Milk Kefir (pronounced keh-FEER) is a wonderfully delicious slightly carbonated fermented milk beverage similar to yogurt (or buttermilk). Kefir is simply milk that is fermented at room temperature with kefir grains for about 24 hours. It has many wonderful health benefits, a great flavor and is also usually tolerated well by the lactose intolerant. It's much easier to make than yogurt - no heating or incubating involved, and kefir has a much larger spectrum of probiotics than yogurt. The reusable, sustainable grains also make it more economical.
Kefir has gained in popularity lately, due to interest in eating more responsibly and locally, as well as more economically, combined with a greater awareness of the health benefits of probiotics from cultures and whole foods.
But with that popularity has come a load of misinformation and deceiving products on the web. Authentic kefir can only be made by real kefir grains, not from any kind of packet or powder (or from incubating store-bought kefir). Kefir available at the stores are simply imitations. This is due to regulations on consistent products with known ingredients, bottling procedures and packaging and shipping standards. As with most nutritious foods, real kefir can only be made and experienced at home.
Milk Kefir originated roughly 2,000 years ago in the Caucasian Mountains between Europe and Russia, which makes kefir one of the oldest milk ferments in existence. If you have more questions you can check out Yemoos Nourishing Cultures to see photos, FAQ's, health benefits and other information on milk kefir.
Now, lets get started!
Step 1: Supplies
A. First, you will need milk.
*Make sure the milk isn't ultra-pastuerized or 'lactose-free'. Raw milk is best, but if you don't have access to raw, simple basic whole milk works well. Skim or low fat milk will work, but the grains prefer the full range of nutrition found in whole milk.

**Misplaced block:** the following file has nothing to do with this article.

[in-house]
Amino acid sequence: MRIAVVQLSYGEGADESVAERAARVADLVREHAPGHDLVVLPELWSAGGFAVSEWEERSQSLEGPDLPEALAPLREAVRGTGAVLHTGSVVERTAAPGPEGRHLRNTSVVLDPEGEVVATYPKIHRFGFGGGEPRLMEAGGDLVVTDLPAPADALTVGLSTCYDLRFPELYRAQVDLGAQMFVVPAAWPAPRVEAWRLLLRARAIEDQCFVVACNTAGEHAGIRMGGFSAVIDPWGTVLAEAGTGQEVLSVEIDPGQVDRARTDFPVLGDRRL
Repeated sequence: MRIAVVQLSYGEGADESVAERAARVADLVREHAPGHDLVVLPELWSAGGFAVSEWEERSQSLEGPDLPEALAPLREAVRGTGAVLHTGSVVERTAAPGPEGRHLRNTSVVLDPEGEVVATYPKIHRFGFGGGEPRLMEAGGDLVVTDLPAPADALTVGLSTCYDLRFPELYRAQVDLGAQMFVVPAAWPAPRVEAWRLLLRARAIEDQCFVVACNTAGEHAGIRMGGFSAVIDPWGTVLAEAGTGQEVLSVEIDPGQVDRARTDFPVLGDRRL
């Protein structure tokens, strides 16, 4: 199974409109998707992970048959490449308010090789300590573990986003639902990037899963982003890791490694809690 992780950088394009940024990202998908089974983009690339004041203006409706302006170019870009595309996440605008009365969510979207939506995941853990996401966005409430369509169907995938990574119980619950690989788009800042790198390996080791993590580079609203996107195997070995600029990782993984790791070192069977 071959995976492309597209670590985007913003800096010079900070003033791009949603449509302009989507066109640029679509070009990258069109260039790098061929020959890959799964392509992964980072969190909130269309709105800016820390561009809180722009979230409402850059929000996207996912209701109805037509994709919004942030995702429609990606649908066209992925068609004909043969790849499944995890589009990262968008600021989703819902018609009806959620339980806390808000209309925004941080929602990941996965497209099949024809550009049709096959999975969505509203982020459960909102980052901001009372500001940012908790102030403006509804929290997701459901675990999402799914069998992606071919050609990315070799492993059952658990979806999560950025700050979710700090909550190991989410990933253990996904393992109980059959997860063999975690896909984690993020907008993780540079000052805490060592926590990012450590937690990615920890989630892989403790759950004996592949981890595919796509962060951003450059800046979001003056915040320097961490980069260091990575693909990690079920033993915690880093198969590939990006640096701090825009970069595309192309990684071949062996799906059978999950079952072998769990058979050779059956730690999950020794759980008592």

B. Second, you will want a strainer on hand - fine plastic/nylon or stainless steel. Aluminum and other metals can leach when coming into contact with acidic liquids such as milk kefir. Stainless steel is considered safe for short term contact.
*Strainers with large holes (like pasta strainers) don't work well - the smaller grains may pass right through into your kefir drink, rendering it gritty and lumpy (and unstorable - it will continue to ferment quickly in the fridge). Though its not a health hazard to drink them, you will lose part of your culture.
C. As for the other supplies, you will need a bowl to capture your strained kefir, a jar and breathable lid to ferment your kefir in, and a jar or bottle for storing your strained kefir in the fridge. A sterile wood or plastic spoon is also handy to help strain the kefir. You may want to have some yummy fresh fruit or other vanilla extract on hand to flavor your kefir, though it is yummy plain, too!